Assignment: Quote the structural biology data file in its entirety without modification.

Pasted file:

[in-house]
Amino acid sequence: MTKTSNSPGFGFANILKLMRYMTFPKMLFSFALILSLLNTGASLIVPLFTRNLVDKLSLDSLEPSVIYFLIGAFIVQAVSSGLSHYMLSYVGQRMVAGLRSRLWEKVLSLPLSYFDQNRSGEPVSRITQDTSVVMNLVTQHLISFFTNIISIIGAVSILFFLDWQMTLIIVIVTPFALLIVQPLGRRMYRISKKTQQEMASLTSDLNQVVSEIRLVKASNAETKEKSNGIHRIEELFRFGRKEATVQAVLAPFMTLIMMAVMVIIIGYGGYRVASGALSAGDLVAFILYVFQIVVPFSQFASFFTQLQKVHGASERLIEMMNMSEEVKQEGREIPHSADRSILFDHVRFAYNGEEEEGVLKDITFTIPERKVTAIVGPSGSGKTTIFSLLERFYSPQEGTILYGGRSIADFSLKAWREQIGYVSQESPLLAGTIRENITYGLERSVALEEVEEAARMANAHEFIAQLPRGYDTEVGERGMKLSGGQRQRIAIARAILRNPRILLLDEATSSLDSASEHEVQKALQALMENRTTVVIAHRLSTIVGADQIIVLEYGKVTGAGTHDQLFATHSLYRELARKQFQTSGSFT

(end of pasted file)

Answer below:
[in-house]
Amino acid sequence: MTKTSNSPGFGFANILKLMRYMTFPKMLFSFALILSLLNTGASLIVPLFTRNLVDKLSLDSLEPSVIYFLIGAFIVQAVSSGLSHYMLSYVGQRMVAGLRSRLWEKVLSLPLSYFDQNRSGEPVSRITQDTSVVMNLVTQHLISFFTNIISIIGAVSILFFLDWQMTLIIVIVTPFALLIVQPLGRRMYRISKKTQQEMASLTSDLNQVVSEIRLVKASNAETKEKSNGIHRIEELFRFGRKEATVQAVLAPFMTLIMMAVMVIIIGYGGYRVASGALSAGDLVAFILYVFQIVVPFSQFASFFTQLQKVHGASERLIEMMNMSEEVKQEGREIPHSADRSILFDHVRFAYNGEEEEGVLKDITFTIPERKVTAIVGPSGSGKTTIFSLLERFYSPQEGTILYGGRSIADFSLKAWREQIGYVSQESPLLAGTIRENITYGLERSVALEEVEEAARMANAHEFIAQLPRGYDTEVGERGMKLSGGQRQRIAIARAILRNPRILLLDEATSSLDSASEHEVQKALQALMENRTTVVIAHRLSTIVGADQIIVLEYGKVTGAGTHDQLFATHSLYRELARKQFQTSGSFT